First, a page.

If you’re looking for a place to get outside for some all-to-yourself backcountry exploration, the region surrounding Dyer delivers in a big way. One of the most fascinating draws out here is the ability to wander back in time, especially among some classic Nevada ghost towns.
53 miles southeast of Dyer, Gold Point offers one of the best glimpses of an 1860s–1940s mining camp that you may ever encounter, thanks to the preservation efforts of the two history buffs who own and maintain it. The town’s several blocks are lined with numerous vehicles, old mining equipment, and dozens of buildings, including the original post office, general store, an elaborate Sagebrush Saloon, homes with original furnishings, and several miners cabins that—and here’s the kicker—you can stay the night in.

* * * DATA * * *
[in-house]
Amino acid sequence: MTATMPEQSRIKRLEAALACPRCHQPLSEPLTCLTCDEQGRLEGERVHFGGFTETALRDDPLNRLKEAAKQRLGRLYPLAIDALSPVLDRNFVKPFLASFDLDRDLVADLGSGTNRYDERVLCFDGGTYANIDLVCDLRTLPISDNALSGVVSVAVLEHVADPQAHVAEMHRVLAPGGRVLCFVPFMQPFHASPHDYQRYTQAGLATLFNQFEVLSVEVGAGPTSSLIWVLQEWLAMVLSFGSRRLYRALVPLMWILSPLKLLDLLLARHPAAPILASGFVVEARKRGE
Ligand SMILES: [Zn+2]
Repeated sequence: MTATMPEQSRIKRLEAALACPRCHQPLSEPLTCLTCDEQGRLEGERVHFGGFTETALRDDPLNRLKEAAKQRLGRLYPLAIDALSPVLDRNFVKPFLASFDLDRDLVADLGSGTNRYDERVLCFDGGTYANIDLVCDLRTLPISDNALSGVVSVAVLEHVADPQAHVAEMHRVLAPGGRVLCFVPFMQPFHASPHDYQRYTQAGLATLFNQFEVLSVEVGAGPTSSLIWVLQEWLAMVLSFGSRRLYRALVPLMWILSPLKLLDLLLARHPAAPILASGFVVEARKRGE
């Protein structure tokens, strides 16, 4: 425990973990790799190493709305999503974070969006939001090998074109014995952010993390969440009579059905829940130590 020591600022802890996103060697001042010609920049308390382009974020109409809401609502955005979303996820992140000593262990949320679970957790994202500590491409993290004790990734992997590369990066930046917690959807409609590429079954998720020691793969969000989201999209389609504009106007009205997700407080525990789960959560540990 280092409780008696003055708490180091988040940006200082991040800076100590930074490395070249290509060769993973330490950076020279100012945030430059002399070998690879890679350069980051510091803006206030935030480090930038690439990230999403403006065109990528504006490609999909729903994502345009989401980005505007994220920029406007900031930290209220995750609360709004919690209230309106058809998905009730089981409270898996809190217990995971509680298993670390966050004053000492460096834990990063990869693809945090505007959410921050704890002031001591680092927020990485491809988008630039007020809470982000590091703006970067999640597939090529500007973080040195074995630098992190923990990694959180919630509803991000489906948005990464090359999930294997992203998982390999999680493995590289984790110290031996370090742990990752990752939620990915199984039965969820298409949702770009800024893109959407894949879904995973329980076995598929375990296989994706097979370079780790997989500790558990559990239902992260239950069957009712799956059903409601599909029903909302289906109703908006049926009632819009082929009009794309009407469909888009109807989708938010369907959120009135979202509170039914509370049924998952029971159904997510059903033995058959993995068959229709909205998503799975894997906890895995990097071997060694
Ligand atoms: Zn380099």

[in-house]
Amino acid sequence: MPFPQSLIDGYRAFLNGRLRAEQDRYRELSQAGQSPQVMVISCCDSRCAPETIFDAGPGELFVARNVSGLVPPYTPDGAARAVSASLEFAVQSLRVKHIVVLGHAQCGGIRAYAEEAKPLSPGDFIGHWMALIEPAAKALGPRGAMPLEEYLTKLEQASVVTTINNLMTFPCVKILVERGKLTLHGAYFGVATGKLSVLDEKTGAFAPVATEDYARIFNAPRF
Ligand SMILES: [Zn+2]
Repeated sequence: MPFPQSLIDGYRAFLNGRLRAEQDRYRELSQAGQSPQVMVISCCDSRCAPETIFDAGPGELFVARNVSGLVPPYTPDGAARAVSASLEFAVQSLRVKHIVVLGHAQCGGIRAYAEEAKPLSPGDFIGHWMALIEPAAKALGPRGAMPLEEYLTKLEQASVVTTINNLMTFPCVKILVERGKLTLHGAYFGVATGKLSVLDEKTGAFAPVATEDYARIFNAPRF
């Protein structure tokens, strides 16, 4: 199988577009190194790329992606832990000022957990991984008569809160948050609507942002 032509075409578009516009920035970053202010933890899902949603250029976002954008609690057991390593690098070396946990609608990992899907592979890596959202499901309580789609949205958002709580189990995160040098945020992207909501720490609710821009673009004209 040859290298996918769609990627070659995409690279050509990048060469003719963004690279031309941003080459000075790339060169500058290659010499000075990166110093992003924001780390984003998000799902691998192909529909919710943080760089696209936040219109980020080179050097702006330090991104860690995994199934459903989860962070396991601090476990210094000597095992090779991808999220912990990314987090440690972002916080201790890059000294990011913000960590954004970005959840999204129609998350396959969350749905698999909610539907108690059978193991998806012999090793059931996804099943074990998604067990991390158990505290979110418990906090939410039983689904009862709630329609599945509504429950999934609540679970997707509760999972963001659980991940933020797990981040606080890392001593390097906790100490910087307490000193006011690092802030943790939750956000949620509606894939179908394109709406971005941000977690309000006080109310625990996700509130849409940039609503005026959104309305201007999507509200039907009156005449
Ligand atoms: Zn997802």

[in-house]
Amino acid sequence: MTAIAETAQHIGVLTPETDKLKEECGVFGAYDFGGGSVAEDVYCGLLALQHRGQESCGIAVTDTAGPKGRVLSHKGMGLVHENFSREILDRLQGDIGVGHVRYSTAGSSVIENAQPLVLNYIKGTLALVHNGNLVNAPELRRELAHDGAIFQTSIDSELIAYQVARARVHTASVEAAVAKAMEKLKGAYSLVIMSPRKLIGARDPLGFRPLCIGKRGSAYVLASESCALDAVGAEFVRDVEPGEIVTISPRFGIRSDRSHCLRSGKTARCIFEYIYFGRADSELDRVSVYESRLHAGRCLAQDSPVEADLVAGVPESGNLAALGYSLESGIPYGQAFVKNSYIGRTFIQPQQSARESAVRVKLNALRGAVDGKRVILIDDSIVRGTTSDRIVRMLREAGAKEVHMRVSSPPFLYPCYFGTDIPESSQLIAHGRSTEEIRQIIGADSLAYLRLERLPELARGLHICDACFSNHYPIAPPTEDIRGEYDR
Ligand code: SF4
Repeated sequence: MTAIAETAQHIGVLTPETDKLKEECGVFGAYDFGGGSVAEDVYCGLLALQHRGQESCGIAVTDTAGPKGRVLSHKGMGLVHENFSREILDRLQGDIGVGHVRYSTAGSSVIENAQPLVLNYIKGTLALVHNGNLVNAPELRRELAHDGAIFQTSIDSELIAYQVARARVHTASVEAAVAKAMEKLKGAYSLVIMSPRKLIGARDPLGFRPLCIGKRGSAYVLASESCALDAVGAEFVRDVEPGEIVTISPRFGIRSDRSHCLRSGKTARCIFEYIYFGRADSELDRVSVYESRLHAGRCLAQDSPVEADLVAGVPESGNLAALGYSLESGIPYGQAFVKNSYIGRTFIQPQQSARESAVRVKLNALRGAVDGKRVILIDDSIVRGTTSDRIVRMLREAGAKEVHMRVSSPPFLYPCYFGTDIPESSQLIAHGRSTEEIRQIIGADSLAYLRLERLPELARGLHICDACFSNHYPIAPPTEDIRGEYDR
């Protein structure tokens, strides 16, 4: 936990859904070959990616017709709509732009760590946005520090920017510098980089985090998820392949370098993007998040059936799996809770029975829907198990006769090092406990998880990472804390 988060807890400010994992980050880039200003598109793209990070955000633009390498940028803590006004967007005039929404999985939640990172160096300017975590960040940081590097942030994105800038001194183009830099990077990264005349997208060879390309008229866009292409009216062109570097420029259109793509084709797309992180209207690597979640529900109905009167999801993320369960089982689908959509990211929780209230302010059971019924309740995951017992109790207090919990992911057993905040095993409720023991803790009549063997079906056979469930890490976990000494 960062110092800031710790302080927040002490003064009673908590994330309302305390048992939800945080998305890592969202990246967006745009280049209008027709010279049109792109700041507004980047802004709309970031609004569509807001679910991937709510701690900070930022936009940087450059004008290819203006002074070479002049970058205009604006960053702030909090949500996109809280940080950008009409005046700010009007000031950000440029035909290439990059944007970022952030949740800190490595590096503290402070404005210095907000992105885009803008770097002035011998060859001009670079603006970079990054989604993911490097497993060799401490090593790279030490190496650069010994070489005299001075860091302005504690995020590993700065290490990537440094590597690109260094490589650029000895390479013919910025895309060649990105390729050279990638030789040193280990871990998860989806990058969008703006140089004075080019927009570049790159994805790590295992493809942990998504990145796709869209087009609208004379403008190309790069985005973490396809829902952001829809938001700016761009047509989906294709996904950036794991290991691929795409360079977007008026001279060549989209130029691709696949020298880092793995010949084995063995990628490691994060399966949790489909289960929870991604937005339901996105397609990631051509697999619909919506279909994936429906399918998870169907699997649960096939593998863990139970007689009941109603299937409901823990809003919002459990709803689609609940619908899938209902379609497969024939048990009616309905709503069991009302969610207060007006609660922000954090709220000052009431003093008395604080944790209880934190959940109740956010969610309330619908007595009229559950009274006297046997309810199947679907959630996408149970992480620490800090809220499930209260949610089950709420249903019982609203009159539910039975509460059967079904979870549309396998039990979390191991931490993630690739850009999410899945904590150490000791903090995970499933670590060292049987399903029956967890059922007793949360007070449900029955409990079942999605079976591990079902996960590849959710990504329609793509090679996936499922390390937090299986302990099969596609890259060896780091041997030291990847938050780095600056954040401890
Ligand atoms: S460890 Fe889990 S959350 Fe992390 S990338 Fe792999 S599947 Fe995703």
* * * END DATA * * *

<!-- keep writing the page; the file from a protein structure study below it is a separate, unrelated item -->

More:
About an hour’s drive north of Dyer, 1864-founded Candelaria wows visitors with still-standing miners cabins, stone storefronts (including of the Wells Fargo bank building) hillsides terraced with stone foundations of old mills, and a historic cemetery—all legacies of the once-richest and once-largest silver mining town in the region.
About 20 miles west of Candelaria lies Marietta, which was once the rowdy, lawless salt mining capital of Nevada, producing salt and borax for shipment—by mules and camels—to Virginia City and other 1870s boomtowns. Wander among the old stone walls of “Borax” Smith’s general store, old miner’s cabins, and stone-lined gravesites as you take in the vista of Teels Marsh.
Wildlife lovers also flock to the Marietta area to spot the ghost town’s only current residents: one of the largest herds of wild burros in Nevada. Hundreds of burros roam the nation’s first formally recognized wild burro range, which covers an area of about 68,000 acres, and are fun to look for, as well as listen to when the dense herd lets off its chorus of telltale braying.